Even without going to the bargain-basement or a foreclosure, one could buy a charming and well-built home in Cleveland Heights for around $60,000, while in Solon there are no listings at all under $100,000 except for vacant lots. Cleveland Heights also has a lot of relatively inexpensive rental options.
Income tax and the wealth effect
This affordability opens up Cleveland Heights to lower-income residents for whom Solon would be out of reach. And no surprise, just as Cleveland Heights has a somewhat higher percentage property tax rate to balance its somewhat lower property assessments, it also has a slightly higher income tax rate (as of November 2015) to go along with its lower-earning residents (though in this case it doesn’t nearly make up the difference).
Solon’s median income is $96,965; in Cleveland Heights it’s $51,142. Multiplying out by those cities’ income tax rates, the annual yield for the median household is $1,939 for Solon (at 2%) and $1,279 for Cleveland Heights (after the recently voted increase to 2.25% kicks in).
It seems as if sustainable equilibrium could be achieved at more than one balance point, but the different balance points come with different challenges. For one thing, there are some obvious bottom-line advantages for cities and school districts if the property assessments are higher.
Not only can you collect the needed dollars from a smaller percentage tax, but that same higher property cost effectively excludes low-income residents, which means that incomes are higher. That not only bolsters income tax collection, it also fuels the local retail and restaurant economy, and it means the schools have an easier time getting high ratings because there are fewer poor kids (it has been widely documented nationwide that the income of the student’s family is closely correlated with student performance). Higher school ratings make communities more attractive to young families, which pushes up demand, which pushes up prices, which pushes up tax yields.
For anyone who’s interested in how the Cleveland area might or might not exemplify that phenomenon, just go to Wikipedia and look up the wealthiest cities in Ohio. Pick out the top 20 wealthiest places in the greater Cleveland area:
- Hunting Valley
- Kirtland Hills
- Gates Mills
- Moreland Hills
- Pepper Pike
- Waite Hill
- Chagrin Falls
- Shaker Heights
- South Russell
- Bay Village
- Rocky River
Now look up the 10 highest-scoring Cleveland-area school districts according to the state report cards:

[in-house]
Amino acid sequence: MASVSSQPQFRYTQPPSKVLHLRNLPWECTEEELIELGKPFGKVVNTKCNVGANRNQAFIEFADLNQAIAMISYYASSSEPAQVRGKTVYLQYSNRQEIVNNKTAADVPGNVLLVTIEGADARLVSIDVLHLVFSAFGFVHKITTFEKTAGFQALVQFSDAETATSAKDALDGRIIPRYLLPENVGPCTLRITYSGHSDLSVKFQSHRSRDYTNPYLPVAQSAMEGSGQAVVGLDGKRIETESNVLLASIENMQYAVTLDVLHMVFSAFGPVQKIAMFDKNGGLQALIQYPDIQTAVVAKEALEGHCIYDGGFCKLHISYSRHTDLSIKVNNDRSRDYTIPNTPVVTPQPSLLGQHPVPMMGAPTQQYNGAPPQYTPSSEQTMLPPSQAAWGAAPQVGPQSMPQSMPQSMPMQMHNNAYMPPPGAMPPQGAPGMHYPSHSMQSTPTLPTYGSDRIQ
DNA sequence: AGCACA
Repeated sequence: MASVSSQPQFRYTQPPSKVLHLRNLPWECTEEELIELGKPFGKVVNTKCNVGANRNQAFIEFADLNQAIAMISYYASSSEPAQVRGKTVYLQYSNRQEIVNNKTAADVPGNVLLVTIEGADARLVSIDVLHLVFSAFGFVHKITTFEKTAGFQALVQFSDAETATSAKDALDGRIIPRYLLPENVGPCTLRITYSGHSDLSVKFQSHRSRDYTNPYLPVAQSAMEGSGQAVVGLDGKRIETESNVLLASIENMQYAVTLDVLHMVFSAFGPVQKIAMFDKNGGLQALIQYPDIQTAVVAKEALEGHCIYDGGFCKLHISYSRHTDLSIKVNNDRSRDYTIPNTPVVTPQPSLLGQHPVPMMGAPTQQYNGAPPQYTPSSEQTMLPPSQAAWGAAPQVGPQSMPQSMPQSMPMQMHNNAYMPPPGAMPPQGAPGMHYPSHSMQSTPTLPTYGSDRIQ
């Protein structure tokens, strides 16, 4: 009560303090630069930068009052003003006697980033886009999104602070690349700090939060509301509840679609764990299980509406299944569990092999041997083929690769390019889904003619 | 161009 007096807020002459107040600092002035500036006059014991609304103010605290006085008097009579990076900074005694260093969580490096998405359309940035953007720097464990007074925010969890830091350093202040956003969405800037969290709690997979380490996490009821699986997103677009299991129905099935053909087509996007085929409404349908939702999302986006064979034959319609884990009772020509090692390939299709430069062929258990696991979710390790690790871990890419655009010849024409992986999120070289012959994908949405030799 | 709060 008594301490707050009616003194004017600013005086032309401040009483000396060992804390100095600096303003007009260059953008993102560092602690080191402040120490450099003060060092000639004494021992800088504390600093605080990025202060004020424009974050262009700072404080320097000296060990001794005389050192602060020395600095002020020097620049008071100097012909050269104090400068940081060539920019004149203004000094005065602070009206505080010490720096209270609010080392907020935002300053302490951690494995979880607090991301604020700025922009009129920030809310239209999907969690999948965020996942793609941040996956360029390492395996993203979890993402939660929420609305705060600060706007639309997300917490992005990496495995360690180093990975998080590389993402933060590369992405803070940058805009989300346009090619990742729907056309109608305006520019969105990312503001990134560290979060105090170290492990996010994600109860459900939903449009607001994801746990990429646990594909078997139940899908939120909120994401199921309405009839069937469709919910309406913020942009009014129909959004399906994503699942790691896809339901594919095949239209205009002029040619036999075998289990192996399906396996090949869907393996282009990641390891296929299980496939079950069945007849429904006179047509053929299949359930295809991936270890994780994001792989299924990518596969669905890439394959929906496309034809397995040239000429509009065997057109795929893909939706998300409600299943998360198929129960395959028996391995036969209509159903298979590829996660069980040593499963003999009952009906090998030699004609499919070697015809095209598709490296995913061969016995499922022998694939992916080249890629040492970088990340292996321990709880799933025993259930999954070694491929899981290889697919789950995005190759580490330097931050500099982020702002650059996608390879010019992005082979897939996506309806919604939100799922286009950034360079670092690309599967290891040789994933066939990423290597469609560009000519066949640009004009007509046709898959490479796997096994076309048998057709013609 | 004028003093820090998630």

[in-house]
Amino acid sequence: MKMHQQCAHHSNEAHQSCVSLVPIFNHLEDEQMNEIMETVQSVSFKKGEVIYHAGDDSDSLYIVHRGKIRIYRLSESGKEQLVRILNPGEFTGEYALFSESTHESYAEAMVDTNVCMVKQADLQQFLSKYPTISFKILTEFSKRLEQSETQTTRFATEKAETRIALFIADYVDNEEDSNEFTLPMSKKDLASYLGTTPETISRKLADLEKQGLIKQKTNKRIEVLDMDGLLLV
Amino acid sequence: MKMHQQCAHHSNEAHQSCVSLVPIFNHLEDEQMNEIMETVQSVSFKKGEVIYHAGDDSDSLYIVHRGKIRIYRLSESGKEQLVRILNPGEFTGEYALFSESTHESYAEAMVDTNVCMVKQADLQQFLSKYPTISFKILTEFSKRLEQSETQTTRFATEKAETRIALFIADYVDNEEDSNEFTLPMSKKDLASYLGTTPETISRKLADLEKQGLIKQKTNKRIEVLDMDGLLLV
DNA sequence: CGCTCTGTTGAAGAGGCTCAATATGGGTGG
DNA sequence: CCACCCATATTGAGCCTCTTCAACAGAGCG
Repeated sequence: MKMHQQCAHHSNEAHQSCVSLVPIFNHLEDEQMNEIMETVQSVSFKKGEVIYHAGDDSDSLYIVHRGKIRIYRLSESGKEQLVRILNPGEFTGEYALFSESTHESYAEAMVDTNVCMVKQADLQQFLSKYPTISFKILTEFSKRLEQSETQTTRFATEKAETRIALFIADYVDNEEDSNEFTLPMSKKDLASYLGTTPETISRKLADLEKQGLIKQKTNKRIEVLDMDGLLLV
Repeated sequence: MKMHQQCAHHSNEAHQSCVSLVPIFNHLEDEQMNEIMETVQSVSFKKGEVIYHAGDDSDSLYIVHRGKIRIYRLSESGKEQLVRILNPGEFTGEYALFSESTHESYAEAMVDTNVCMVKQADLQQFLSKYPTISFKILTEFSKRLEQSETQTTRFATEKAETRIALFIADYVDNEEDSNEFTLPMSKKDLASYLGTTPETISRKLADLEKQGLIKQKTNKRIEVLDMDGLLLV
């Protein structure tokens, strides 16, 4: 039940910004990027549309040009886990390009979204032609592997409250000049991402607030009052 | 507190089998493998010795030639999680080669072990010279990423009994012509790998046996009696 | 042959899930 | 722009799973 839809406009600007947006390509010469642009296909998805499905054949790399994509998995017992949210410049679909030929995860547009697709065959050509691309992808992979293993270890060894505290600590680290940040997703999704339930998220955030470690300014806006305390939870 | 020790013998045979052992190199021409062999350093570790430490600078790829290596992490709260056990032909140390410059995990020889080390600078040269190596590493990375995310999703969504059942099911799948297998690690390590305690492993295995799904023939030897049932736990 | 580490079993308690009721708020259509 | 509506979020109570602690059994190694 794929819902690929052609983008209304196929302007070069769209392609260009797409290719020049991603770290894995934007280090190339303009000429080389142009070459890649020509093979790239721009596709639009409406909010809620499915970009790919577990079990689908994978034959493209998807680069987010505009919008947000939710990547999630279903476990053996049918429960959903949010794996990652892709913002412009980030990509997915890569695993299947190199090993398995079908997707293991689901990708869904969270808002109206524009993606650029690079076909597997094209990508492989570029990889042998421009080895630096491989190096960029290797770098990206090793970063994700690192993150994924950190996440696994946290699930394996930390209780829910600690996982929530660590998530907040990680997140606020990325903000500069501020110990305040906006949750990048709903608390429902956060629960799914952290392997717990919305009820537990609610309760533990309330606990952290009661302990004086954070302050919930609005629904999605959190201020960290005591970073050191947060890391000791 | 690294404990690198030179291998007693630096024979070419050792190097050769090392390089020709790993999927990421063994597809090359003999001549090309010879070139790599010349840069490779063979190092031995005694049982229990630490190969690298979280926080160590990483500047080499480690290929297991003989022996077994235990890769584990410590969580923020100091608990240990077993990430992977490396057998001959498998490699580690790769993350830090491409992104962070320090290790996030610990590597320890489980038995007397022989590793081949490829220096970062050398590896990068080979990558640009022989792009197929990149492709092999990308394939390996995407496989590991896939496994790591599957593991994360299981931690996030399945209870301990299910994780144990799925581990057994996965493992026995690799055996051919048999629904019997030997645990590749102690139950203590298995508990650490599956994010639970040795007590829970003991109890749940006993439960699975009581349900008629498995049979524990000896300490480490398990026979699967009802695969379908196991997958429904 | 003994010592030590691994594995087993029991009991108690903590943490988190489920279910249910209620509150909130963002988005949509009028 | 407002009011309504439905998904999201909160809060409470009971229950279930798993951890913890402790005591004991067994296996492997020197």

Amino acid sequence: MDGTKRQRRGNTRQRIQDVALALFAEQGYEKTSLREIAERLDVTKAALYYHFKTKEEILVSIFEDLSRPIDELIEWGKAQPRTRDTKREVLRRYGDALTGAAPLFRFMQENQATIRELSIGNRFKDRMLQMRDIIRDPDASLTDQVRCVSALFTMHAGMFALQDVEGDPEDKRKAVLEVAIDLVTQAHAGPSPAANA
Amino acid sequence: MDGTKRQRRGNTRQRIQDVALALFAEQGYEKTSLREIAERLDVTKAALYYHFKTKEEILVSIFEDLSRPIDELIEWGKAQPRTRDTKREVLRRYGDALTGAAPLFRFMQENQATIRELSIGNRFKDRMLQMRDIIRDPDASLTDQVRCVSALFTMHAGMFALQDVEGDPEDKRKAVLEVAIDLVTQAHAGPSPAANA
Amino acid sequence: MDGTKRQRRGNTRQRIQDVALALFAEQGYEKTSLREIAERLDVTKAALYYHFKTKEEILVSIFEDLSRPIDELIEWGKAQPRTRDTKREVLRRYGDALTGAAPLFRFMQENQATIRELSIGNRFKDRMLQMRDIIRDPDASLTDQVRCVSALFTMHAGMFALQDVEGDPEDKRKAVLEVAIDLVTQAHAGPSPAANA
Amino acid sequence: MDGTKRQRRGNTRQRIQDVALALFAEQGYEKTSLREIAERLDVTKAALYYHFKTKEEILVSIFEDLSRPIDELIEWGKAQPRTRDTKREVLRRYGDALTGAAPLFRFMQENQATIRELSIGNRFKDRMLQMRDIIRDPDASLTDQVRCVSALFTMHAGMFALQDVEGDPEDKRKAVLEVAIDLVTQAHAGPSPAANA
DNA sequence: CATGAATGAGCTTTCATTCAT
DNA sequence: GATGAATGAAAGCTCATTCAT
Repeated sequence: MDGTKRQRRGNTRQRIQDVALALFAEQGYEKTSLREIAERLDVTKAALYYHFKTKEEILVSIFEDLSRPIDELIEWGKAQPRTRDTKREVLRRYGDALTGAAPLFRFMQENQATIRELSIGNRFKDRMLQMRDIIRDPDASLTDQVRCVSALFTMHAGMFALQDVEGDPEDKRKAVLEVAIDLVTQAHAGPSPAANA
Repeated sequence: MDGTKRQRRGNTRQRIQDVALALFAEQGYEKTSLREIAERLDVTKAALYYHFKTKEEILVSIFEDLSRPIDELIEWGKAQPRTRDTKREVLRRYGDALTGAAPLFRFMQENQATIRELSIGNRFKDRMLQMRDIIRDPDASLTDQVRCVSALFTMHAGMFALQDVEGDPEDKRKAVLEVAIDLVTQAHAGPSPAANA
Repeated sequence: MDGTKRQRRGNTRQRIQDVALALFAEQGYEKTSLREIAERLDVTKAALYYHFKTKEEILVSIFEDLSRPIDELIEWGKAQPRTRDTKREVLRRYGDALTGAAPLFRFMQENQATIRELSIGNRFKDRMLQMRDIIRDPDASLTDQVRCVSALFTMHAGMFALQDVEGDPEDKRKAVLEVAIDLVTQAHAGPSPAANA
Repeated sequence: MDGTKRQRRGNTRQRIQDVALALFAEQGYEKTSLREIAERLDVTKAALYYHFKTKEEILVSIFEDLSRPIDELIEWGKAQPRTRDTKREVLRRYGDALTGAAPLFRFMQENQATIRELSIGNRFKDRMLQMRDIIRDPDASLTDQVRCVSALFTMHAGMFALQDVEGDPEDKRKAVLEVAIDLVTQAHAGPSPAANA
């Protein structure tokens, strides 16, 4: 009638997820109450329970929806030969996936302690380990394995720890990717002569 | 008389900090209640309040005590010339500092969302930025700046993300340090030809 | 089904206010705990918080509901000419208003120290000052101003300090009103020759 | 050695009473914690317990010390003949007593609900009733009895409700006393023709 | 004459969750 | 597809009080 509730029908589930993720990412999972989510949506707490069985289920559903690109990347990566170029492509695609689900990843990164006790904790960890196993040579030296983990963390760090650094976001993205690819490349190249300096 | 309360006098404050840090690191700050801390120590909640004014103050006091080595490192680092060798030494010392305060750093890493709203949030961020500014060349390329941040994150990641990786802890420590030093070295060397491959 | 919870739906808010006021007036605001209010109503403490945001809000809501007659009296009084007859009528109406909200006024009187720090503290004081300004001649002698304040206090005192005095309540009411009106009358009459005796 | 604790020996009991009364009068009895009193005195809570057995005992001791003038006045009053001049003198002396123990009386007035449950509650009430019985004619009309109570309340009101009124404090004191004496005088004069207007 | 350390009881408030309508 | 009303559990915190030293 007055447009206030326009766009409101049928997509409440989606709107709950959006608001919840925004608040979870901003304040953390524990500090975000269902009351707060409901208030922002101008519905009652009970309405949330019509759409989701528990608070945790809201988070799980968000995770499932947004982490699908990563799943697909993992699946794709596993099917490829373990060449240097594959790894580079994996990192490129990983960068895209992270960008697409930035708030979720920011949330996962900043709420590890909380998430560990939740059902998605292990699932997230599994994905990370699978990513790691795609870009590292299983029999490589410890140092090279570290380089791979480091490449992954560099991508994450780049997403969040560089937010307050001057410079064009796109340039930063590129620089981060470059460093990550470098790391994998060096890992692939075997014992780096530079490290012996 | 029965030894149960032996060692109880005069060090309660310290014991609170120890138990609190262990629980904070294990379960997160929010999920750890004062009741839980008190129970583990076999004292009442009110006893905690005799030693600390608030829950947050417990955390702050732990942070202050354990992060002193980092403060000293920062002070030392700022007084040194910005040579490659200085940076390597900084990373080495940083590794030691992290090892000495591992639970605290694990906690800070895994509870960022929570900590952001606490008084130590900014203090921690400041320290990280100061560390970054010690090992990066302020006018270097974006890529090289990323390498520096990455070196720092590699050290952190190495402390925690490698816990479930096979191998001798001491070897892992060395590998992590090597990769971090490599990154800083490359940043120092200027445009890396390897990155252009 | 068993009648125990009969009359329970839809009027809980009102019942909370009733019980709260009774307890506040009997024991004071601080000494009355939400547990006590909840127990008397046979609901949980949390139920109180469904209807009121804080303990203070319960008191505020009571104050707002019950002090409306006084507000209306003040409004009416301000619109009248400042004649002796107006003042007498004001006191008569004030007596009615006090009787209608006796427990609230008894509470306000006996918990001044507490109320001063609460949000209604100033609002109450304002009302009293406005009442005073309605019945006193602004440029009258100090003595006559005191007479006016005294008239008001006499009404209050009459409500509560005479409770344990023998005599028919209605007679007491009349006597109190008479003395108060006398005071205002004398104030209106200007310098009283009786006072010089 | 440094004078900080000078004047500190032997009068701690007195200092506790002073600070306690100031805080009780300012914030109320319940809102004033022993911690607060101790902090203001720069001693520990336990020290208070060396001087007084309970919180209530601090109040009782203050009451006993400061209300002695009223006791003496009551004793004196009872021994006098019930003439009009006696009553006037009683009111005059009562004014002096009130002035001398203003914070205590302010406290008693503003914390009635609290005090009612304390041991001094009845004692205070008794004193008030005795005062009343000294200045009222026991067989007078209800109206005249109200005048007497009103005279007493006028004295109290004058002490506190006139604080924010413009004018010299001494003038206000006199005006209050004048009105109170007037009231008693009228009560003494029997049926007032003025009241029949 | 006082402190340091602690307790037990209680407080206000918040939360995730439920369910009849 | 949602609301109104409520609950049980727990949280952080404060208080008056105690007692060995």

- Rocky River
- Chagrin Falls
- Bay Village
- Brecksville-Broadview Heights
Those ten school districts represent all but two of the 20 wealthiest places. The other two are Bratenahl, which has virtually no school children, and Shaker Heights, a wealthy place with a relatively high population of disadvantaged students.
Because the greater Cleveland area is made up of these independent municipalities that for the most part don’t share in any costs or revenues, it’s common that adjacent or nearby towns have dramatically different finances. In this case, the citizens of Cleveland Heights are doing a lot more heavy lifting than Solon residents when it comes to supporting lower-income folks in city services and education.
The people doing this heavy lifting aren’t just the white families who didn’t take off for the outer ‘burbs. It’s also African-Americans who moved into the Heights in recent decades and continue to pull mightily to make this place better. And it’s people of many backgrounds — often employed by universities, hospitals, museums, and other organizations in University Circle or by small local businesses — who choose to live in Cleveland Heights for a variety of reasons.
Less an issue of cost than personal preference
This kind of fits with the egalitarian, progressive image of Cleveland Heights — many people are proud of the role their commitment to living in Cleveland Heights might play in helping provide opportunity to a broad community. But it’s not all altruism: the fact is, living in Cleveland Heights is overall a good deal if you value things like short commute times, proximity to the incredible richness of University Circle, the informal leafy graciousness of the neighborhoods, and the irreproducible craftsmanship of homes built before WWII.
And thus we get to the real issue: What do you want? If your family makes enough income to comfortably afford a 2,000-square-foot house, your annual taxes in Cleveland Heights and Solon are likely to be pretty similar and your mortgage in Cleveland Heights probably lower. So what else goes into the decision?
The obvious reasons to choose Cleveland Heights are proximity to University Circle, great arts and culture, the particular variety of skin colors, mature trees, lovely parks, early 20th-century homes of architectural distinction at a very wide range of price and size, walkability and bikeability, and plenty of good dining and entertainment options.